“For a Vlk attending a ball hosted by a House of the Blazing Throne, you seem to know very little about what it means to of Fire.”
I turned down one of the paths, my destination in mind.
Something crashed in the distance, and a roar of surprise, fear and outrage erupted from the ballroom. Satisfaction warmed my belly, a smug smile hiding under my skin.
Sir Dancer paused, presumably to glance back at the ruckus. Guards emerged from their stations in the garden to rush toward the noise, passing me as I continued walking. Sir Dancer lingering a second after the guards passed him before he closed the distance between us a moment later.
“That was incredibly convenient timing.”
I turned down a split in the path, weaving my way to the center seating area I’d found during the last ball.
“Year after year, that fountain has grown. Thirty years ago, it was an opulent display of artistic superiority. Today’s display was the tipping point to grotesque. It is good they will be starting over.”
“Are you someone who finds joy in the simple things?”
“No. As you are not.”
“You seem to think you know me so well after only a few words.”
“I think you would find me too threatening if you enjoyed simple. Royalty are anything but simple. The gods that live inside us assure that.”
“I have met other royalty. I would not say they were complex. Primal seems an accurate word.”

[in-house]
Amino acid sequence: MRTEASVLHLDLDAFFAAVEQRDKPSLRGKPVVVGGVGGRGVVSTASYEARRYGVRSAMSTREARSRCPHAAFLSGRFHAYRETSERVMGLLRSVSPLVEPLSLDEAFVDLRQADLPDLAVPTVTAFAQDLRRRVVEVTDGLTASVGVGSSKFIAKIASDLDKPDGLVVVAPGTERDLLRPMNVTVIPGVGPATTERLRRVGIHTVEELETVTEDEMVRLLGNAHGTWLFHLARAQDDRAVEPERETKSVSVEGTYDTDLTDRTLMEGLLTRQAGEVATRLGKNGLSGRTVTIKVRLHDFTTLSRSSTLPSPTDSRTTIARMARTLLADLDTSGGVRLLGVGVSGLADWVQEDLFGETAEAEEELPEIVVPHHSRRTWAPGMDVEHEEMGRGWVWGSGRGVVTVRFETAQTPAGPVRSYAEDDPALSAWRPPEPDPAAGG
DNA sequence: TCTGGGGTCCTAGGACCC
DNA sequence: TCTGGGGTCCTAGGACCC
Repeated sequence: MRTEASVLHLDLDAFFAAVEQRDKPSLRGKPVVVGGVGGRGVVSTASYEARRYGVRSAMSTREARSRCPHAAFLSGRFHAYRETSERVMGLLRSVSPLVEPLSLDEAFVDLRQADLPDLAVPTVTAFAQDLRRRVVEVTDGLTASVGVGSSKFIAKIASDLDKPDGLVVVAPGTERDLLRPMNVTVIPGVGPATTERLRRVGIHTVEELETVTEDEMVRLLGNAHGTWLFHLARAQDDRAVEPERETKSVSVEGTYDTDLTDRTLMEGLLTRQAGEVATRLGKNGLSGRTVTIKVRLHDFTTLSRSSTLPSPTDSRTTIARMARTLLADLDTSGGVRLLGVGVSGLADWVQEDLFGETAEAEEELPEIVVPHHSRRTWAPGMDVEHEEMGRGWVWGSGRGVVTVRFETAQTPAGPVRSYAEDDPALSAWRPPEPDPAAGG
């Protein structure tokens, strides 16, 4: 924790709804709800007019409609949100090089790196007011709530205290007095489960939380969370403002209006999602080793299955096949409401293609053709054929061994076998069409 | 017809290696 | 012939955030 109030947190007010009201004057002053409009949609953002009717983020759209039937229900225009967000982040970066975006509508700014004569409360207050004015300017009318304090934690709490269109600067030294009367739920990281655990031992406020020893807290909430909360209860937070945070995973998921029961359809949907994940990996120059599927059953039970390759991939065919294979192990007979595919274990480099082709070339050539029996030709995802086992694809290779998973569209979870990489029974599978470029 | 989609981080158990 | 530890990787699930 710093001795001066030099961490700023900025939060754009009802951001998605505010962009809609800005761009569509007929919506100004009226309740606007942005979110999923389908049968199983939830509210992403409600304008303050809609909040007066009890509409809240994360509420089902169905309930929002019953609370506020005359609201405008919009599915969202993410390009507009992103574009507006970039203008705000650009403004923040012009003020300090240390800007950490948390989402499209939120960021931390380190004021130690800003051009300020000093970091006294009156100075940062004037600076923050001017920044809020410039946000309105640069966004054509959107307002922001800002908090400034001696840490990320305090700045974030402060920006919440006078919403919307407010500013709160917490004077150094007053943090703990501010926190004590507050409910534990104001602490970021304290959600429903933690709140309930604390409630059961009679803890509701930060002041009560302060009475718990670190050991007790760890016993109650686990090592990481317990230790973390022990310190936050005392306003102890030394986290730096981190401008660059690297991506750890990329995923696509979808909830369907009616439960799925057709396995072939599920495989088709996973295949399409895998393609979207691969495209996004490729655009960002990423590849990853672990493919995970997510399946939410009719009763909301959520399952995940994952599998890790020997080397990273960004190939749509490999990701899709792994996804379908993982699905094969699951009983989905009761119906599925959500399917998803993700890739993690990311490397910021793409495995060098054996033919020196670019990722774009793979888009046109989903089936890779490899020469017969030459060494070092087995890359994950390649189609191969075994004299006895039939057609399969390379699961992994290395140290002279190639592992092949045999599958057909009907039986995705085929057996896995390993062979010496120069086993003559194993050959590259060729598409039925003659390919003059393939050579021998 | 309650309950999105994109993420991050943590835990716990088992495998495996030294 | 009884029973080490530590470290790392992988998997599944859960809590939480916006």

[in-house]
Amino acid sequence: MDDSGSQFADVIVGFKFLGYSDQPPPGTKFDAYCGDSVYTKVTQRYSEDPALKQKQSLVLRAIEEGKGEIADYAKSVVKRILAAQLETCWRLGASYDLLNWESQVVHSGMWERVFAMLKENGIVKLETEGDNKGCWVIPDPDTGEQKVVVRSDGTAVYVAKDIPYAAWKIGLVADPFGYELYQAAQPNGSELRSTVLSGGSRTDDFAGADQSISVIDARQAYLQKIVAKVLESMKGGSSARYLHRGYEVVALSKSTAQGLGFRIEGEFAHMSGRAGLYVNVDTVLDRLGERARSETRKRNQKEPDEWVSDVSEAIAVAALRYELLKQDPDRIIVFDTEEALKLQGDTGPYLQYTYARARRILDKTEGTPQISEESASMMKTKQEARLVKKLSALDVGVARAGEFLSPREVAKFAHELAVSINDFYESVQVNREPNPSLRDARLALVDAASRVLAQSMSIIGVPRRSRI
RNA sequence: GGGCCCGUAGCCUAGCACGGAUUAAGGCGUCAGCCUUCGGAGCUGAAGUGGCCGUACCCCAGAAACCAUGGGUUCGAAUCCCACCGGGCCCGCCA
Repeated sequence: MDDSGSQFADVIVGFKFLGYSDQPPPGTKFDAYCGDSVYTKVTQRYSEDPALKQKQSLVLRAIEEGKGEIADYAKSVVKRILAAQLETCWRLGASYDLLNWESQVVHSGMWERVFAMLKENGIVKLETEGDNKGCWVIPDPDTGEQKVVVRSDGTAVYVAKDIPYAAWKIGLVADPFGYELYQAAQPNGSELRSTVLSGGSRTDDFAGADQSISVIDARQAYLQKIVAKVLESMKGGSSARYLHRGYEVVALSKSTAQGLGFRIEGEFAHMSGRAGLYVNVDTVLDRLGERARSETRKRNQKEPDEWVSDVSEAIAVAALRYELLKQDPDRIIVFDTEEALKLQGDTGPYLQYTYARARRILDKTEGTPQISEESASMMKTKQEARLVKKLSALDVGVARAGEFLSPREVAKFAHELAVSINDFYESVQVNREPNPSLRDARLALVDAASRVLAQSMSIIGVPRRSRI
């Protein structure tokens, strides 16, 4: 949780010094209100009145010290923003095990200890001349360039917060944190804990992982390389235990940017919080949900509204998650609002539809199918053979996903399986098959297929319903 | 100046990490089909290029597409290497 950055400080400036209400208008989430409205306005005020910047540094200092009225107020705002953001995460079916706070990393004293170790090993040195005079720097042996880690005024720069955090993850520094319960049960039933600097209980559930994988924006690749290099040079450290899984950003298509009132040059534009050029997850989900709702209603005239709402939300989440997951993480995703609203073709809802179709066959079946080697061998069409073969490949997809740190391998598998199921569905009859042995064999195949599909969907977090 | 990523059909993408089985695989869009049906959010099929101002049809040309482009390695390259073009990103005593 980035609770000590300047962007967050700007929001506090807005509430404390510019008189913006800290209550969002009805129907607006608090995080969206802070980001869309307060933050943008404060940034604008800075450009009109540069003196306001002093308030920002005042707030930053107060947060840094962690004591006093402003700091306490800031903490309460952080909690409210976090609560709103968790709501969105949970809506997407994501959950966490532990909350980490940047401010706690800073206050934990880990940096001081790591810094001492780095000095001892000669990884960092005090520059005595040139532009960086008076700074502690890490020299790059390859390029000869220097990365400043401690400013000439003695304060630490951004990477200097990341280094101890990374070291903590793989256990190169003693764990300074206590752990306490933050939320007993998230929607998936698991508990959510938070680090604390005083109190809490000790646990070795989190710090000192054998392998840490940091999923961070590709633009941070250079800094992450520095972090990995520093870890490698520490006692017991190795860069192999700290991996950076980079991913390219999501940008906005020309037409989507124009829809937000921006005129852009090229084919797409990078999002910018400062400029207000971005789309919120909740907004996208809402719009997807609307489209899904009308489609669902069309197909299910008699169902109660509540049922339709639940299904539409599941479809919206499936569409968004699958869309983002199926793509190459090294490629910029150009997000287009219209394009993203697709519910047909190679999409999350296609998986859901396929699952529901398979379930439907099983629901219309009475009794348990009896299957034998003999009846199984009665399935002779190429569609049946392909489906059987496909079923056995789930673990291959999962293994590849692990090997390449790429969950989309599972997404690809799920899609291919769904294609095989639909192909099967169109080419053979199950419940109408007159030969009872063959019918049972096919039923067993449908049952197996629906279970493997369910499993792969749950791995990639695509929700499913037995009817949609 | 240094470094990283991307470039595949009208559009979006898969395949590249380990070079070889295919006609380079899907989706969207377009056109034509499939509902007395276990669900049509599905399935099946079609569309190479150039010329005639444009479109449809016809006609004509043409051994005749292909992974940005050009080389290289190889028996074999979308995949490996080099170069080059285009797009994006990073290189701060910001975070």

Primal indeed. The Animus that ruled us existed before Daeva ever did. They were beyond ancient. Though, something about Sir Dancer’s words had Flint perking up irritably.
We entered the central seating area, finding it better lit than the paths we traversed. Strolling to the center, I stopped and let my senses expand, identifying and focusing on the lights throughout the gardens. Sir Dancer paused behind me, waiting for me to turn.
The lights snuffed out, dousing us in darkness, and causing surprised exclamations to rise in the distance from the ball goers fleeing the chaos inside. The darkness was absolute, leaving only the stars and the barest sliver of the moon to light the night. And my glowing skin. Flint’s presence weighed on me like a cloak, brightening my markings and urging me to do something explosive.
I didn’t. Flint was a god, but I was his vessel. The balance between us agreed upon, and this was nothing that would give him cause to exert his will over me.
Slowly, I turned, knowing Sir Dancer was seeing the phoenix glowing across my skin, rather than the woman who wore it. The only thing that was me he would see were my eyes as they glowed with an inner fire.
“Is this the primal you expect?”
In the darkness, with only my glow to illuminate him, Sir Dancer seemed awe struck. His mahogany eyes were wide, his lips parted, and his brows raised. Being slightly shorter than him, the shadows favored the angles of his face, making him seem softer but no less masculine. He was still beautiful, facial hair and all.
“No,” he breathed. “You are… Radiant. I have never seen something as stunning as you.”
My head tilted slightly as Flint’s influence. It was an interesting and flattering answer. It mollified Flint enough to retreat back into my core, dimming the glow of my skin ever so slightly.
His mouth closed, and the corner tugging up in a mild grin. “You are welcome, Princess.”